The Rohini Commission, which was established to consider how to fairly redistribute the 27% OBC quota, found that there are approximately 2,633 castes that are covered by the OBC reservation. A second category of ‘Extremely Backward Castes’, who are even more marginalized, exists among the OBCs, but the Centre's 1992 reservation policy ignores this fact. A caste census will have political and social ramifications since caste has an emotional component.
Caste counting has raised questions about whether it contributes to hardening social identities. Due to these effects, nearly ten years after the SECC 2011, a substantial portion of the data is still unavailable or has only been made partially available. Although a caste census may not be in line with the idea of a casteless society, it might be used to rectify social injustices. Caste data will allow for impartial research on the issue of who needs affirmative action and who does not, as well as the efficacy of this policy.
The greatest caste-based affirmative benefit scheme in the world is administered by India. Caste identities are used to grant reservations in educational institutions and government positions. Caste and tribal identities are the basis for the Scheduled Castes (SCs), also known as Dalits, whose quota is 15%, and the Scheduled Tribes (STs), whose quota is 7.5%. The B. P. Mandal Commission determined the Other Backward Classes' (OBCs') backwardness on the basis of caste, hence the greatest reservation mandate for OBCs - 27% is caste-based. The reservation for OBCs is not based on their proportion of India's population, unlike the quotas for Dalits and STs, which are proportionate to their populations as determined by censuses held every ten years.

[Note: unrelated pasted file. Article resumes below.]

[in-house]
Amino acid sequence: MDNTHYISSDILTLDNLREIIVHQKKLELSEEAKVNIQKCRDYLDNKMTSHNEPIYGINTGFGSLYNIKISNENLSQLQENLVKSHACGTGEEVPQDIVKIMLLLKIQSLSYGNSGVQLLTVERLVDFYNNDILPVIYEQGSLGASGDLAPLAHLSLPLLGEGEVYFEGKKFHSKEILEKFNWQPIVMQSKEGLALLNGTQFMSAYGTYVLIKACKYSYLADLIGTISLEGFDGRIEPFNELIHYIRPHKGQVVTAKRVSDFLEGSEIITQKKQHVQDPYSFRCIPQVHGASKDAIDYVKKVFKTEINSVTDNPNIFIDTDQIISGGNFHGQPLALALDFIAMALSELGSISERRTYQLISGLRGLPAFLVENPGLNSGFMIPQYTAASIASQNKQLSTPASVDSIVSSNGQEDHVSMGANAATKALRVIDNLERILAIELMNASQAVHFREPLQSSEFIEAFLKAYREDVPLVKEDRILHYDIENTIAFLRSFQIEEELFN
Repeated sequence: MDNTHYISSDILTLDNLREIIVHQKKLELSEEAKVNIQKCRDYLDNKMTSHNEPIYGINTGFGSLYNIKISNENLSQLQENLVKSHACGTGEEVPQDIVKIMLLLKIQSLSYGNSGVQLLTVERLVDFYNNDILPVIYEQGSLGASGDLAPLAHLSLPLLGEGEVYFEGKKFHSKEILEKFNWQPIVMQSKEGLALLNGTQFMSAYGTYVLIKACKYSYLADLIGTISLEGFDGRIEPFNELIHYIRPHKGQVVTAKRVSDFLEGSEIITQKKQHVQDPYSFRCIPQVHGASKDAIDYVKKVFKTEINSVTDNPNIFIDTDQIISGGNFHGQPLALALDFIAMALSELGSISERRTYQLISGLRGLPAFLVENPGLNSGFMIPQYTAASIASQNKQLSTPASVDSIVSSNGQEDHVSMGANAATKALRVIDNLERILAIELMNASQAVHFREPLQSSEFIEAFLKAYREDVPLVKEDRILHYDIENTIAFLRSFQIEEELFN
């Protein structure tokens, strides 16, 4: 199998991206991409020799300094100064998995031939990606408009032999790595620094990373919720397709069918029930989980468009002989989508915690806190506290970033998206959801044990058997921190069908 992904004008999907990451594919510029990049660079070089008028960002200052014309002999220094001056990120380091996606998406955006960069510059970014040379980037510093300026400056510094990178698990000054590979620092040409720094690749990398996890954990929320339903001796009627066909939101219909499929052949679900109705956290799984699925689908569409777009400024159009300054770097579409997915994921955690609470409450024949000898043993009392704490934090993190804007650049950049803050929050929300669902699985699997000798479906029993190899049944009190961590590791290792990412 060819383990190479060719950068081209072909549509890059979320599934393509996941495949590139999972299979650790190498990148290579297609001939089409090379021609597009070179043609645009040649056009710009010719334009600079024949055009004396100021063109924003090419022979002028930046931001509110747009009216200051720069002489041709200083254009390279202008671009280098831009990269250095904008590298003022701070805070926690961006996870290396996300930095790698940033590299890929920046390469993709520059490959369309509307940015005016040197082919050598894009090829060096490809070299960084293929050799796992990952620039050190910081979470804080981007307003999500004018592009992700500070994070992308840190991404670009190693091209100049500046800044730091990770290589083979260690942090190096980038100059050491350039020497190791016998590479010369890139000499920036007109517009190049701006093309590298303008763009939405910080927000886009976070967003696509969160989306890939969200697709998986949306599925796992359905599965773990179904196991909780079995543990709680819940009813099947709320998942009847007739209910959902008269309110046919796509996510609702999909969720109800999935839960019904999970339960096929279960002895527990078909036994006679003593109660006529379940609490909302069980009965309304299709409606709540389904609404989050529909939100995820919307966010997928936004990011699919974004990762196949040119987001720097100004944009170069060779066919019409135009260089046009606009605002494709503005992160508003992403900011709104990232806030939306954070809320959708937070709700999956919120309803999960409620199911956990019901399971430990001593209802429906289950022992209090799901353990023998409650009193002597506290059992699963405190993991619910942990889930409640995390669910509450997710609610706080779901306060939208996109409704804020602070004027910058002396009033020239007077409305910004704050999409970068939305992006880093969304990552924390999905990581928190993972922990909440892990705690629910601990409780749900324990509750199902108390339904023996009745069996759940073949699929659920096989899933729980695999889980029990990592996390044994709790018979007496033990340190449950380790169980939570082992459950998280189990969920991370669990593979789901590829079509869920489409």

OBC quota was set at 27% since there wasn't enough room as the total reservation was limited to 50%. The OBC population was projected to be 52% of the population by the Mandal Commission. This is why Akhilesh Yadav, president of the SP, and other leaders demanded - "jiski jitni sankhya bhari, uski utni hissedari" (every caste group should get representation proportionate to their share in the population). Caste information was gathered in the last census conducted by the British colonial authority in 1941, but the results were not made public. Following independence, the government only gathered and released SC and ST caste data for the 1951 Census. The first independent Indian government, led by Jawaharlal Nehru, reportedly overturned the caste census programme in 1951, according to the government's testimony before the court. In their affidavit, the government claims that "a caste-wise enumeration in the Census has been given up as a matter of policy from 1951 onwards, so, castes other than scheduled castes and scheduled tribes have not been enumerated in any of the Census since 1951 until now." However, the Manmohan Singh administration chose to collect caste information as part of the Socio-Economic Caste Census (SECC) in 2011, although the information was never made public. Since there is no current caste census data, the 2021 welfare policy formulation will be based on the caste estimations from 1931. A caste census is likely to present policymakers with new and updated data.